Harlem’s own National Black Theatre gets first OBIE Award
Linda Armstrong | 8/13/2020, midnight
For 65 years the Annual Obie Awards Ceremony has been acknowledging the best in Off- and Off-Off Broadway theater. This year at a ceremony presented on YouTube Dr. Barbara Ann Teer’s National Black Theatre (NBT) received its first Obie Award for Sustained Excellence in Production and Continued Advocacy on behalf of Black artists. Anyone familiar with the National Black Theatre, which has been located on 125th Street and Fifth Avenue in its own physical complex and has been delivering Black productions for 52 years, knows that this honor was well earned. The award highlighted works from the 2019-2020 season that included “125th & FREEdom” and “100 Year/100 Women.” NBT is headed by CEO Sade Lythcott, daughter of the late Dr. Teer, and NBT’s Artistic Director Jonathan McCrocy, who plays an imperative role in the substance of what NBT creates.
National Black Theatre CEO Lythcott recently spoke to the AmNews about this incredible honor.
AmNews: How did you feel when National Black Theatre received its first Obie Award for Sustained Excellence in Production and Continued Advocacy on behalf of Black Artists?
Sade Lythcott: It was an incredible and unexpected surprise! NBT has been dedicated to creating a home for Black artists for over half a century. We serve from a space of deep and unbinding love for our people, stories and community. We have never centered recognition or awards as a benchmark of our success, but of course it feels wonderful when we are recognized because it means that our impact is being felt.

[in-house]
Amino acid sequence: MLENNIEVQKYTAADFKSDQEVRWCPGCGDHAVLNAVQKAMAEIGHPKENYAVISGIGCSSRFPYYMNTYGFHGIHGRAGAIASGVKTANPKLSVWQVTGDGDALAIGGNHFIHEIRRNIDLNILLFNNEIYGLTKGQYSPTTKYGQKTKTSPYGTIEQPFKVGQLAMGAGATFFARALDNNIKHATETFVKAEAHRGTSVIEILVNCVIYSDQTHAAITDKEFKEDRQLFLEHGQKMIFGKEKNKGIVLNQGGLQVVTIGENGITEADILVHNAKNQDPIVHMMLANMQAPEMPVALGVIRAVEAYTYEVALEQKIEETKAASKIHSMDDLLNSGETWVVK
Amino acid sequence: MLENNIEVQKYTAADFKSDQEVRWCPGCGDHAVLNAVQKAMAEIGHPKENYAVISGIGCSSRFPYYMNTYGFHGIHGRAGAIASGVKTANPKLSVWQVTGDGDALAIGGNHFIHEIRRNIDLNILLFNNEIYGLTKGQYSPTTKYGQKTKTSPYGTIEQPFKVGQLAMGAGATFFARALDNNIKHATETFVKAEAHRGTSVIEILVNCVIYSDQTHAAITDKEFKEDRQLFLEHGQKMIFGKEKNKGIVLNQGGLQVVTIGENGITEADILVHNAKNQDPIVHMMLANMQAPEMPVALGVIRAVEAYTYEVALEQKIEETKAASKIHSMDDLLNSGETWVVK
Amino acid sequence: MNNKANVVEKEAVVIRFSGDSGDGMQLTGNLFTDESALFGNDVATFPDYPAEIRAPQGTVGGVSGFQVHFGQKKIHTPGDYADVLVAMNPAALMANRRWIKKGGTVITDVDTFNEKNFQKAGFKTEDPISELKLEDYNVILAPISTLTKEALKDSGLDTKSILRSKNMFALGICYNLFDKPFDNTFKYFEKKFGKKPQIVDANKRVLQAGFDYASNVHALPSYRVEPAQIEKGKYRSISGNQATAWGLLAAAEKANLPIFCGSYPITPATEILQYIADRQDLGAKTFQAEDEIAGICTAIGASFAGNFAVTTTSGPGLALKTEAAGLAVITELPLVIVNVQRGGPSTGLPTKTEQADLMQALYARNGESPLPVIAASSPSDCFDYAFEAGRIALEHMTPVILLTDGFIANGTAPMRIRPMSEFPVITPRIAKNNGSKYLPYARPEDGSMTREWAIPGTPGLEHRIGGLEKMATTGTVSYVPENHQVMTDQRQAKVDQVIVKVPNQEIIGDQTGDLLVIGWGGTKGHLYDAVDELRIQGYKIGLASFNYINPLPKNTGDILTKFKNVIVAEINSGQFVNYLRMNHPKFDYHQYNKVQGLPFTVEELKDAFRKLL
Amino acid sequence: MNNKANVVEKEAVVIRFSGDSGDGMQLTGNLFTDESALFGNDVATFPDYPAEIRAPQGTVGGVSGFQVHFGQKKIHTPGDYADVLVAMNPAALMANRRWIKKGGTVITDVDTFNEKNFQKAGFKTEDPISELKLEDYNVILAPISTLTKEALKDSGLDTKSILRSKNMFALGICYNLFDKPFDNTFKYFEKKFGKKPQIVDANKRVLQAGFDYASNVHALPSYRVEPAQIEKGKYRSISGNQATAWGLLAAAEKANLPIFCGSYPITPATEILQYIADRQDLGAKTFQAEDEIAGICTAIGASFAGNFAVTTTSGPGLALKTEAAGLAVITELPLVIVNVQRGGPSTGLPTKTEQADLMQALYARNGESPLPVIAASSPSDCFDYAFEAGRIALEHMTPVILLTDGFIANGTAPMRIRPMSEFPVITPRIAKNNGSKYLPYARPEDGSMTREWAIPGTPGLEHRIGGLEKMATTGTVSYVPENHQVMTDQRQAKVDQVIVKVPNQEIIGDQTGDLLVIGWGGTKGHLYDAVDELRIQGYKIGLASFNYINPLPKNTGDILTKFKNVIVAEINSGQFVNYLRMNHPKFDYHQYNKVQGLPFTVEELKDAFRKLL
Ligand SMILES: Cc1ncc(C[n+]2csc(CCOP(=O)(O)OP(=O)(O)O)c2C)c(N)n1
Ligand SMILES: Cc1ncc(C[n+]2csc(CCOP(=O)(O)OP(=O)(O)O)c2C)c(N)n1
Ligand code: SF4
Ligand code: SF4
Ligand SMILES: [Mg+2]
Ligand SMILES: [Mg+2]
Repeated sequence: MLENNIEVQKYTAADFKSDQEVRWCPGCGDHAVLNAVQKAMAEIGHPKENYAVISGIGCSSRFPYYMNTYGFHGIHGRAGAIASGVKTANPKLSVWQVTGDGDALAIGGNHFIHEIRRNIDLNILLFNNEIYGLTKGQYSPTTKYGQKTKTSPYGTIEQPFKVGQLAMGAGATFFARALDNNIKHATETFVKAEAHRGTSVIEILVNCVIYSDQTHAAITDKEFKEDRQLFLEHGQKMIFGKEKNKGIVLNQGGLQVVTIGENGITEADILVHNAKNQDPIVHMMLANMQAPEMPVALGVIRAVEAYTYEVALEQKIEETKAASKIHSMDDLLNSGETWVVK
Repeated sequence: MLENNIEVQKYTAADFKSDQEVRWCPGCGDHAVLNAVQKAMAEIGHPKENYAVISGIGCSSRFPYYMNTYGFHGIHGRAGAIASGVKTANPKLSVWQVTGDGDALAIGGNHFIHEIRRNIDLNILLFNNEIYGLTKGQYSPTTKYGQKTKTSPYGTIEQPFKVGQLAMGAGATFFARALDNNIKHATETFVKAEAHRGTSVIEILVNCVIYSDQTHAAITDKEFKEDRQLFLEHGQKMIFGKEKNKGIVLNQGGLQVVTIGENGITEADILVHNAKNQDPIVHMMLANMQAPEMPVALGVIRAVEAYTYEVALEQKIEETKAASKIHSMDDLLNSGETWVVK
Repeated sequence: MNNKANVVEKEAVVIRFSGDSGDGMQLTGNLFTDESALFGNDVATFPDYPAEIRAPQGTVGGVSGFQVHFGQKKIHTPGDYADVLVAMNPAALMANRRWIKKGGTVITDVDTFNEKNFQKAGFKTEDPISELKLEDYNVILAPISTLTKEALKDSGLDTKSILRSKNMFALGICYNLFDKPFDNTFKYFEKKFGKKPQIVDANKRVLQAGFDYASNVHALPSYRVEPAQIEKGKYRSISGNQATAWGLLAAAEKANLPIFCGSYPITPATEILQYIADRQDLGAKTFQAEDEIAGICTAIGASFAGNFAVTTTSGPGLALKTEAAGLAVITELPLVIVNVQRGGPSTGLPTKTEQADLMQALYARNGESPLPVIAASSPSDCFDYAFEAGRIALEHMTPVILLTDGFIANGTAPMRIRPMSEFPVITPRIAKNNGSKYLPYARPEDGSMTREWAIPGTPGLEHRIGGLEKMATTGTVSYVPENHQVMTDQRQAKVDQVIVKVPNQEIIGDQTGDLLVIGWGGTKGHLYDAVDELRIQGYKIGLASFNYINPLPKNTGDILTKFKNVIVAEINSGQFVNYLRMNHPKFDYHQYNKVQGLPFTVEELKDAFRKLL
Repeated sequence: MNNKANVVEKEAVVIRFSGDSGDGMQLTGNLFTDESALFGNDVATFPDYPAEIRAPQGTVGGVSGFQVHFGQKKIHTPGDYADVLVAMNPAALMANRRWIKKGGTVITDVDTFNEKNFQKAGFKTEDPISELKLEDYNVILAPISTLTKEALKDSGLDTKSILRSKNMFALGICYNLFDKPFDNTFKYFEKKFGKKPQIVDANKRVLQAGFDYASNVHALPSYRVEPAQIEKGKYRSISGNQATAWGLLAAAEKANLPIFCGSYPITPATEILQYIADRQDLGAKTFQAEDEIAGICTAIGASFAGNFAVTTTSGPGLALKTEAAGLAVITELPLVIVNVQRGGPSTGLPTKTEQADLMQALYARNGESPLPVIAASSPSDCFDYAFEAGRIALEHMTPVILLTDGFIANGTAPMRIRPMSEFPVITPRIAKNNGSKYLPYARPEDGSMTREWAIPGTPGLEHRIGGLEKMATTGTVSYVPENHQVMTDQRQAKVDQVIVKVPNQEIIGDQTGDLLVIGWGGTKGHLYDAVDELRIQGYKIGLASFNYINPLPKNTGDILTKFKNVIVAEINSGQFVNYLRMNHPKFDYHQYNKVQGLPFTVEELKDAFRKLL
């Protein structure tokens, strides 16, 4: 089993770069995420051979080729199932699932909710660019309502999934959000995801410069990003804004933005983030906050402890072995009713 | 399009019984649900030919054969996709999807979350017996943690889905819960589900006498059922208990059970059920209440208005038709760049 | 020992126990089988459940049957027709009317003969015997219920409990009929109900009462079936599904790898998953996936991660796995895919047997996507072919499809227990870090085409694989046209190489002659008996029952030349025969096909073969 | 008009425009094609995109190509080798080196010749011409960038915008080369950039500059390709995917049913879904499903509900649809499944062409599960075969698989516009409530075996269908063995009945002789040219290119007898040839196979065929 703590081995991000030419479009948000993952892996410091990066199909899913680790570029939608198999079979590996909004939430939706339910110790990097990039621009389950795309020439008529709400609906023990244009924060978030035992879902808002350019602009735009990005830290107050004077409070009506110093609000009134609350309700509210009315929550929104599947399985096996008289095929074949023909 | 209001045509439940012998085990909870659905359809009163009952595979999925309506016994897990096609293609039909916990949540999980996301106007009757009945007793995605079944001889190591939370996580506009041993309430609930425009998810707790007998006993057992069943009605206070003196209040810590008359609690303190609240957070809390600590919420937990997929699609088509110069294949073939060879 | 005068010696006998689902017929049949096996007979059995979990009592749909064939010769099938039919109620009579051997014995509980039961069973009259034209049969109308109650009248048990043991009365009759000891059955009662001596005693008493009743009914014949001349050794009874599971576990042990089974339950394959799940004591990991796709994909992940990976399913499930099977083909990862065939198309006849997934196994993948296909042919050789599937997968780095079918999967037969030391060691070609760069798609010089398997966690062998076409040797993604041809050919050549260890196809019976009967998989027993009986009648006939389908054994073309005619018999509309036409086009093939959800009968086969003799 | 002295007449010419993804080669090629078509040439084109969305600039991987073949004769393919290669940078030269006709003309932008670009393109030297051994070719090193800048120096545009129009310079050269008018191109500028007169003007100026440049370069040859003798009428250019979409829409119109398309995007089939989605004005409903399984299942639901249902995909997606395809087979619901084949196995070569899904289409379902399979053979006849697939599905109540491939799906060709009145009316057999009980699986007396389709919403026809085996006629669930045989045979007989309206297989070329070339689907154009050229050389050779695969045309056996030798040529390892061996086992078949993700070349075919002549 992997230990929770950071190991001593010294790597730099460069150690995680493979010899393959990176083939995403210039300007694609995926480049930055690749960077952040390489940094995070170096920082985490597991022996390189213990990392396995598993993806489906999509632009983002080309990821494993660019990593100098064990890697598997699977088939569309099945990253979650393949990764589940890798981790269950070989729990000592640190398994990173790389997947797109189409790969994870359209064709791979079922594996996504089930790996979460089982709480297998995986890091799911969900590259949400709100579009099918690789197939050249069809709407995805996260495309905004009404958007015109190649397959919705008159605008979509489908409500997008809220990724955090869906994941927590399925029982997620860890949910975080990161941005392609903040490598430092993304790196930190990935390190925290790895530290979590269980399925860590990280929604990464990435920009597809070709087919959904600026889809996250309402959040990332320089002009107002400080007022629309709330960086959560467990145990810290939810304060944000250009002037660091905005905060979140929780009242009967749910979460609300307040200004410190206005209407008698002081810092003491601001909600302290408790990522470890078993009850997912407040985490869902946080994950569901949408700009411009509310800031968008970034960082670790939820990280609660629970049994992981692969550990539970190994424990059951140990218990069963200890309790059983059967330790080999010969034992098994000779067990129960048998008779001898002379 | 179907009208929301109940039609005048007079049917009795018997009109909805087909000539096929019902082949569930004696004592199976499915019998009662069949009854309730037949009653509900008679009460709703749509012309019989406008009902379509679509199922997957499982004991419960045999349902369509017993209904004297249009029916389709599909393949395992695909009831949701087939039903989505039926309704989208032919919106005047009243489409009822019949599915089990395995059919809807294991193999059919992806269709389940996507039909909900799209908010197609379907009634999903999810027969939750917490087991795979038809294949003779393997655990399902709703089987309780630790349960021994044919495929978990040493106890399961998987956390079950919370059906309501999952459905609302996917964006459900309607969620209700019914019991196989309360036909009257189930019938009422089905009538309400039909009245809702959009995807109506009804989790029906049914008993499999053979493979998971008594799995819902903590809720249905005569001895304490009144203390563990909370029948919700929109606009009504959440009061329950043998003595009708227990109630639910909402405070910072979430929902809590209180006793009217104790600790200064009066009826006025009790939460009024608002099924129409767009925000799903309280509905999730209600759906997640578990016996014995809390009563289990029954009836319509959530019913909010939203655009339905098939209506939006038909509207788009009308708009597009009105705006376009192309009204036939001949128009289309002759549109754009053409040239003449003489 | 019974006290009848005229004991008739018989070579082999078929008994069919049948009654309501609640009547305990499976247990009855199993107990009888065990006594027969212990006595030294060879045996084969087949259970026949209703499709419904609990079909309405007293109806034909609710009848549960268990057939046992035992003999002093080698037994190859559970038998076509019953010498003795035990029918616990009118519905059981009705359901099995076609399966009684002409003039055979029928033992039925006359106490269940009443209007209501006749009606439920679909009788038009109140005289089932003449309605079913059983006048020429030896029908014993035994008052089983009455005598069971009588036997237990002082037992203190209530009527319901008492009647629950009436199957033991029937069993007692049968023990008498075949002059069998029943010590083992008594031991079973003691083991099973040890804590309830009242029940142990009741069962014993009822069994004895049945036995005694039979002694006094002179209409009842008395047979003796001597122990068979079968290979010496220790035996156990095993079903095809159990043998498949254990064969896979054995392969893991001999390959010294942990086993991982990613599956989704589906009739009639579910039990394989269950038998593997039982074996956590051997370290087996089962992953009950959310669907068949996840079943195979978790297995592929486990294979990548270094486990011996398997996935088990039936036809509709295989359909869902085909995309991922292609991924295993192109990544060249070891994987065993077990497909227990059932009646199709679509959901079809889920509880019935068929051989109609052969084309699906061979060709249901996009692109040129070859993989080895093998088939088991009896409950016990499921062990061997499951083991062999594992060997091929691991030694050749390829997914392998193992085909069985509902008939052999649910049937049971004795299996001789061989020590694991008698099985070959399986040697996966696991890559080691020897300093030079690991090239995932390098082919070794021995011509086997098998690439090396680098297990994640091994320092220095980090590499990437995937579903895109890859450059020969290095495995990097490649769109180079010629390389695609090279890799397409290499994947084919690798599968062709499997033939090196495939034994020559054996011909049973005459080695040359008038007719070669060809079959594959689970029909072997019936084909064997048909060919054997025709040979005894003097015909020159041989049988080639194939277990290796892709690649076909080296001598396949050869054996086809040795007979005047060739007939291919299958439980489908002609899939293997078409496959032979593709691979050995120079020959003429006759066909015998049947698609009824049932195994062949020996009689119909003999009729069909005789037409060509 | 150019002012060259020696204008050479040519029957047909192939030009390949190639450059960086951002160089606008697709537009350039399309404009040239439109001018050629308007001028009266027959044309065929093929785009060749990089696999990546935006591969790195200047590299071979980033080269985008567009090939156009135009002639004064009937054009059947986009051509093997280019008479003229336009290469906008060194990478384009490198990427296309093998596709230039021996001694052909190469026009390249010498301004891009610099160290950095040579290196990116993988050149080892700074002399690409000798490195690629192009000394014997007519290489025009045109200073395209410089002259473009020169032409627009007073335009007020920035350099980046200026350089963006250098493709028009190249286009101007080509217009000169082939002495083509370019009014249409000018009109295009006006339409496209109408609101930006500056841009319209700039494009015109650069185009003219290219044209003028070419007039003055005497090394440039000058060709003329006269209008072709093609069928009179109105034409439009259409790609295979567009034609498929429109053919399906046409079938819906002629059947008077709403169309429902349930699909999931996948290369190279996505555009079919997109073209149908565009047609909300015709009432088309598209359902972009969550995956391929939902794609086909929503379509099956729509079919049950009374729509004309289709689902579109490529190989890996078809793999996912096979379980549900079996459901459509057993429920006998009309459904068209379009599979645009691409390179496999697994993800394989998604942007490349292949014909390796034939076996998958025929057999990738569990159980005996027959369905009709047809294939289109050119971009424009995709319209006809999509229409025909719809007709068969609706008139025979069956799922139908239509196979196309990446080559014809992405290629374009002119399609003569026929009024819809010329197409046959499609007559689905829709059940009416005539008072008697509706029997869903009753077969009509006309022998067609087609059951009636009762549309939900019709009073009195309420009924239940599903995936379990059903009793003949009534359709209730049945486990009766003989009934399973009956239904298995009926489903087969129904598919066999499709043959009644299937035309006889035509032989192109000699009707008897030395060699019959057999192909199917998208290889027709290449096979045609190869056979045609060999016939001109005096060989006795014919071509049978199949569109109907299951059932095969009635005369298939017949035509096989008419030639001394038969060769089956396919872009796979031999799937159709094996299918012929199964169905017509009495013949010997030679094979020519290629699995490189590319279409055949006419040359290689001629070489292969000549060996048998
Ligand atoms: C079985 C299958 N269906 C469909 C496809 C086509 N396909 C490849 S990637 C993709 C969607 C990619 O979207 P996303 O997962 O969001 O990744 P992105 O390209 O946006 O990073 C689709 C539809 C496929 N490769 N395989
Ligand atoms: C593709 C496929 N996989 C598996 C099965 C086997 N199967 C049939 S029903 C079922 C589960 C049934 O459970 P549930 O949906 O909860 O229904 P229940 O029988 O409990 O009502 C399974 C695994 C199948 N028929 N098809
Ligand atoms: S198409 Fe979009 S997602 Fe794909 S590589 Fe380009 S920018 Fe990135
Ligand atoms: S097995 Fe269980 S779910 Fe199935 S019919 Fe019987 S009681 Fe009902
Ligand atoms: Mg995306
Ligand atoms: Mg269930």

AMN: Your mother created National Black Theatre in 1968, and for over 50 years it has been a place that welcomed and nurtured Black artists, telling our stories as only we can. How do you think your mother would have received this honor?
SL: My mother, Dr. Barbara Ann Teer, loved celebrations. I remember growing up and watching her get dressed to the nines every year for the AUDELCO awards. She thought it was an important part of the ritual that is theater. She would have felt honored and would have used her speech to continue to shed light on centering our stories in service to Black liberation and human transformation. She would have taken the time to invite everyone to lean into this moment in history and to listen to the wisdom of our ancestors that are beckoning and guiding us through this difficult and transformational time.
AMN: The Obie Awards honor excellence in Off and Off-Off Broadway Theater. What does receiving acknowledgement from this group mean to a theater which has stayed focused and true to its mission? Does it inspire you to take things to the next level, and what would that level be?
SL: We are in a space of tremendous artistic rigor. We always have been. Rigor, training and spirituality as a tool for liberation and transformation is at the root of everything we do. The work that NBT generates is a product of those principles and I truly don’t believe that there is any higher level than that. The genius of Dr. Teer is that she placed zero value on the white gaze or lens. If they recognized her work, fine. If they didn’t, that was ok too because the work was intended to be just as rigorous for our audience as for our artists. It was meant to make you feel and confront your relationship with your own oppression and, in turn, begin to take action dismantling those stories in ourselves and in our communities. She invented an original art form that she referred to as “working Blackly.” Awards like the OBIE bring new eyeballs to our work, which can often lead to more resources being brought to our table, and with more resources it means we can deepen our impact and create more opportunities for Black artists to continue to dream and radically imagine a future where we are all truly free.